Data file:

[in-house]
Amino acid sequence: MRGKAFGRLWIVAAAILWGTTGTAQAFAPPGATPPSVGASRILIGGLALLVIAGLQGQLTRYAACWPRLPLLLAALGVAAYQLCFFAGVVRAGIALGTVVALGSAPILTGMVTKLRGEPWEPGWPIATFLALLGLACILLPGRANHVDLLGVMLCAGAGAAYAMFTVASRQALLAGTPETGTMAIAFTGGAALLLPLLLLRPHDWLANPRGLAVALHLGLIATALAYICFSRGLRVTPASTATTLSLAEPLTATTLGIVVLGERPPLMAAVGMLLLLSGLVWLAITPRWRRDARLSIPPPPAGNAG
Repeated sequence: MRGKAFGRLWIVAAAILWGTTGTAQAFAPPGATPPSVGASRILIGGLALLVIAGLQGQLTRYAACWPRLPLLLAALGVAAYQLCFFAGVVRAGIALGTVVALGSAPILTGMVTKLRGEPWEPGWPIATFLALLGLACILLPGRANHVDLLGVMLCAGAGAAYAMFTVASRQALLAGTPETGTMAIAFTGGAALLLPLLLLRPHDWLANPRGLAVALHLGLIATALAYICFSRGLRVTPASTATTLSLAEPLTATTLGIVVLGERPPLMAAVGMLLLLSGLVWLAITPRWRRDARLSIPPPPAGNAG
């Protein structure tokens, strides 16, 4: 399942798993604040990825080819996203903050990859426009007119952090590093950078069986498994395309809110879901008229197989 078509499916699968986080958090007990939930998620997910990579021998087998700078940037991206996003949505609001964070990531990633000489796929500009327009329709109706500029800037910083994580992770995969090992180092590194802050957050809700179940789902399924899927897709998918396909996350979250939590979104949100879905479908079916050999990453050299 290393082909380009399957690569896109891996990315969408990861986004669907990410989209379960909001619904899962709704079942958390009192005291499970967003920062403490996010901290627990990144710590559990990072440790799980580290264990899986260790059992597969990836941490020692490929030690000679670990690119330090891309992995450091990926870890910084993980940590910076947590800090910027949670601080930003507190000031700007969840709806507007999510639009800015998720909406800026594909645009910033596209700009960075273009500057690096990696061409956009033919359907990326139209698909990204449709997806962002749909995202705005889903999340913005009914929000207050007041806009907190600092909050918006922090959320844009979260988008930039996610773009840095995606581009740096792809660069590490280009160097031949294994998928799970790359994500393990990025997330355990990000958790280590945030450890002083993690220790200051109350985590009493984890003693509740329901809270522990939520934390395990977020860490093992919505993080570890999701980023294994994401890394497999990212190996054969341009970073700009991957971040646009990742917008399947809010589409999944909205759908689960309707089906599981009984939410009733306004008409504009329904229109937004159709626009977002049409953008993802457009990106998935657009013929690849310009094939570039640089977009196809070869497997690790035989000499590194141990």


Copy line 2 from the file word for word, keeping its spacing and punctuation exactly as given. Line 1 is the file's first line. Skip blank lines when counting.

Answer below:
Amino acid sequence: MRGKAFGRLWIVAAAILWGTTGTAQAFAPPGATPPSVGASRILIGGLALLVIAGLQGQLTRYAACWPRLPLLLAALGVAAYQLCFFAGVVRAGIALGTVVALGSAPILTGMVTKLRGEPWEPGWPIATFLALLGLACILLPGRANHVDLLGVMLCAGAGAAYAMFTVASRQALLAGTPETGTMAIAFTGGAALLLPLLLLRPHDWLANPRGLAVALHLGLIATALAYICFSRGLRVTPASTATTLSLAEPLTATTLGIVVLGERPPLMAAVGMLLLLSGLVWLAITPRWRRDARLSIPPPPAGNAG